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Newspaper Page Text
was the model that he had sought
so long. Afterward, later that
night, undoubtedly he could suc
ceed in ascertaining where she
lived and take her home.
She had no fear of him. She
seemed like a tremulous, innocent
child when he escorted her into
the house, up the dim passage
and stairs, to his attic at the top
of the house. He motioned her
to a chair before the glowing fire,
and busied himself preparing hot
milk for her. She drank willing
ly, but not greedily. Evidently
she was not hungry merely lost.
She seemed naively interested
in the pictures that stood round
the room , and went from one to
another, clapping her hands with
delight. But he could not under
stand a word she said. She was
certainly not an European girl.
Perhaps she was a Syrian. He
took his brush and platette and
began deftly changing the face of
the woman in the picture. It was
midnight before he had finished,
and even then he was not satis
fied. "Now you must go home," he
said, and pointed toward the
door. He put on his hat and
overcoat again. But when he
made his object evident she be
gan weeping and clung to him,
looking up imploringly into his
face. And so, seeing her distress,'
he hesitated. And then he
thought of the empty bedroom
adjoining his studio.
Well, there was nothing but to
offer her hospitality. She under
stood at once and assented eager
ly. The night seemed to hold
unknov - ferror for her. And so,
handing her the key, he opened
the door for her and the girl went
in, smiling good-night at him and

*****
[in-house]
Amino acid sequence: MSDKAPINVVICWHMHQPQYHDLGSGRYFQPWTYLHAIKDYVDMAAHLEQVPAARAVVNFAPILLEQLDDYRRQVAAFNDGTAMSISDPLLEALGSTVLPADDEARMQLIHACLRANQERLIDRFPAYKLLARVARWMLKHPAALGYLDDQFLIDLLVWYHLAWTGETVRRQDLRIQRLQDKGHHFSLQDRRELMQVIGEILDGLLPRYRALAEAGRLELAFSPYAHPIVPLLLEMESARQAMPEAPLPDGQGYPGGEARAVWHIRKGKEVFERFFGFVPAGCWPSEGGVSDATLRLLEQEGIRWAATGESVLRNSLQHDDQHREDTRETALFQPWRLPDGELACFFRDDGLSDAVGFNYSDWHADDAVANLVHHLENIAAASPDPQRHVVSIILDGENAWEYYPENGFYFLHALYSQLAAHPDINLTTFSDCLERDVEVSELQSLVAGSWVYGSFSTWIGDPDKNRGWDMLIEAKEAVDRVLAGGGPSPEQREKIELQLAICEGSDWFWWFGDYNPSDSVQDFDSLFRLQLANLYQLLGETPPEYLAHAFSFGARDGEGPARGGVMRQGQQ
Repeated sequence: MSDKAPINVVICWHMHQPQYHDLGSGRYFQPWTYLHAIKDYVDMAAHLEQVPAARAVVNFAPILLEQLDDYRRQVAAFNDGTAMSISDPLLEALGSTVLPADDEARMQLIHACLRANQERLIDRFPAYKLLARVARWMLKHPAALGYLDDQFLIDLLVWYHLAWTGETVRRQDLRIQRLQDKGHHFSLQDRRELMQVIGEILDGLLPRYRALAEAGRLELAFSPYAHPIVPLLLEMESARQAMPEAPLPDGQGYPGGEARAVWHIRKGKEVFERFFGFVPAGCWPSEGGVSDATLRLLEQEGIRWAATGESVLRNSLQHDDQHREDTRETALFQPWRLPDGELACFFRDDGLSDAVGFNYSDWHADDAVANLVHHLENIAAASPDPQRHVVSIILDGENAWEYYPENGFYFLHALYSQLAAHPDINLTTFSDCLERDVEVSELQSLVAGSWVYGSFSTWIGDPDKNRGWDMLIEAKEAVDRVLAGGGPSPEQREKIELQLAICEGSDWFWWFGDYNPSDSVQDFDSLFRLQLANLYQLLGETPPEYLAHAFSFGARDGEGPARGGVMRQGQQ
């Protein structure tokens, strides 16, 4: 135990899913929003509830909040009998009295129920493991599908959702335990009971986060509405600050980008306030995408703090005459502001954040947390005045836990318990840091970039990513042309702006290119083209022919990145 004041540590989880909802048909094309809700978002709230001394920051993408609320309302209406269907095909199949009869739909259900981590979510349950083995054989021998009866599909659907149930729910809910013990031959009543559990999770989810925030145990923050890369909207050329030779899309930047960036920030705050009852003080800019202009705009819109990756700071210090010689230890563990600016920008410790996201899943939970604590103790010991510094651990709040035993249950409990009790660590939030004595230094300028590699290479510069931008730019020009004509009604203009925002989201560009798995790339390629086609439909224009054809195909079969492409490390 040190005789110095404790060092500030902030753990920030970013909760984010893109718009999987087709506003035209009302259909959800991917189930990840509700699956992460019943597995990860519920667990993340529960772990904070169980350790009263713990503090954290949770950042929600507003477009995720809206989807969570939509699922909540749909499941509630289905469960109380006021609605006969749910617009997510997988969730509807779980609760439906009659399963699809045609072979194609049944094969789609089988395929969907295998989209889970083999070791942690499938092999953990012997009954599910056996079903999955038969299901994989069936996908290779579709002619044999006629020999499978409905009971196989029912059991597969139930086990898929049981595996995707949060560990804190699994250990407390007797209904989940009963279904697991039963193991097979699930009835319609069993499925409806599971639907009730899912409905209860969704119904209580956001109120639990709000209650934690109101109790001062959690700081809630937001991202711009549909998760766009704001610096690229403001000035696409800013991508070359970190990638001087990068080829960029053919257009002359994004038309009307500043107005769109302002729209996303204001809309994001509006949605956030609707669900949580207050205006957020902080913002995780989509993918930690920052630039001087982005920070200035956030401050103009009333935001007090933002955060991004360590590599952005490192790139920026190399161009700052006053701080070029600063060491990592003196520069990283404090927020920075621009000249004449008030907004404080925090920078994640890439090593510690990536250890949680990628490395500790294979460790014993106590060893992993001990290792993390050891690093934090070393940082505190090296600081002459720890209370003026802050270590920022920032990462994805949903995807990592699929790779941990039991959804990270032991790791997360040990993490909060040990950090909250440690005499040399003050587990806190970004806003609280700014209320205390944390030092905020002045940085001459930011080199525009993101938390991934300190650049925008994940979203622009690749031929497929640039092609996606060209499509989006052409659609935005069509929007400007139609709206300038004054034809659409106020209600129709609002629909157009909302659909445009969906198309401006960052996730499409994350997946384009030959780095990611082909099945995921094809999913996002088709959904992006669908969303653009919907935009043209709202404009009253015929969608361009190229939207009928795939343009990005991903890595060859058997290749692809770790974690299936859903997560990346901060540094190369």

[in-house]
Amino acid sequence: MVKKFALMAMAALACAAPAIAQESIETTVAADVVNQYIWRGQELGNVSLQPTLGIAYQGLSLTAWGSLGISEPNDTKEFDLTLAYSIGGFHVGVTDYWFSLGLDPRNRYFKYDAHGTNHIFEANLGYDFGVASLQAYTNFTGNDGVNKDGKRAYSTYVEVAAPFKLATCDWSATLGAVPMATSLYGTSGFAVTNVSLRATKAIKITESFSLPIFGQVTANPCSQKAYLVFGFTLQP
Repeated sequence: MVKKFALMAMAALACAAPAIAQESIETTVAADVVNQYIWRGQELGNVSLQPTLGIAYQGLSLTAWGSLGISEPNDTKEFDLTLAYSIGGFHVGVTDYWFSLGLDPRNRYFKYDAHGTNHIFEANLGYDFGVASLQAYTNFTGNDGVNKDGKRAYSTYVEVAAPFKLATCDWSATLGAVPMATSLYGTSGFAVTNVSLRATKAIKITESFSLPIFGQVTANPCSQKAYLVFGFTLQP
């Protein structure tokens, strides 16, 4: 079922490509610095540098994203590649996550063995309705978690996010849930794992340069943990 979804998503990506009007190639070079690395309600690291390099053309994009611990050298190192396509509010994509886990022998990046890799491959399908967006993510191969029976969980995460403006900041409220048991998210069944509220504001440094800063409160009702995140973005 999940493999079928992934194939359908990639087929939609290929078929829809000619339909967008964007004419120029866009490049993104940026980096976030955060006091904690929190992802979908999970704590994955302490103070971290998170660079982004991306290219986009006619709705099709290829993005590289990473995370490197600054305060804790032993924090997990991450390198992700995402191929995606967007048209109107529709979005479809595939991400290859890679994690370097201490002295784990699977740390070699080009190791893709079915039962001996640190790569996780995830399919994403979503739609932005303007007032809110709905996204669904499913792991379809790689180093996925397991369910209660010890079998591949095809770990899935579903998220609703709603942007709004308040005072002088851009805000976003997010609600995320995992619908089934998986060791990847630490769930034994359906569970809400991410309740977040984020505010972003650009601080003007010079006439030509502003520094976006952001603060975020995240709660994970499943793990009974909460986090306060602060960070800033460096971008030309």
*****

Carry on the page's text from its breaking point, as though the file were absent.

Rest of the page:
murmuring in her cooing lan
guage which was like no earthly I
speech that Harned had ever
Harned was awake between1
times the following morning, but'
when he was dressed and ready'
to begin breakfast there came a
tap at the door and the unknown
stood there, beaming upon him.
So he prepared breakfast for two
and then painted her again.
And he did not telephone for
the police. For by this time the
novel companionship, and a
sense, too, that that destiny had
sent her to him, had-stolen awky
his judgment. And so for days
he painted until at last the pic
ture was completed. And nightly
she withdrew to the little room
adjoining the studio, and every
morning she came in, radiant
and fresh, and prepared break
fast. She cooked his meals,
dusted and swept, and Showed no
more concern than a child for the
Harned had always lived a very
lonely life. It had been one 06
intense struggles and hardships,
too, until, a year before, his pic-'
tures had begun to attract the no-1
tice of a small group of con-'
noisseurs and had secured him
purchasers at a little more than1
the scanty price which 'he had'
hitherto commanded. Now the:
gentle influence of the strange
girl stole into his heart. He lov-,
ed her. And he began to plan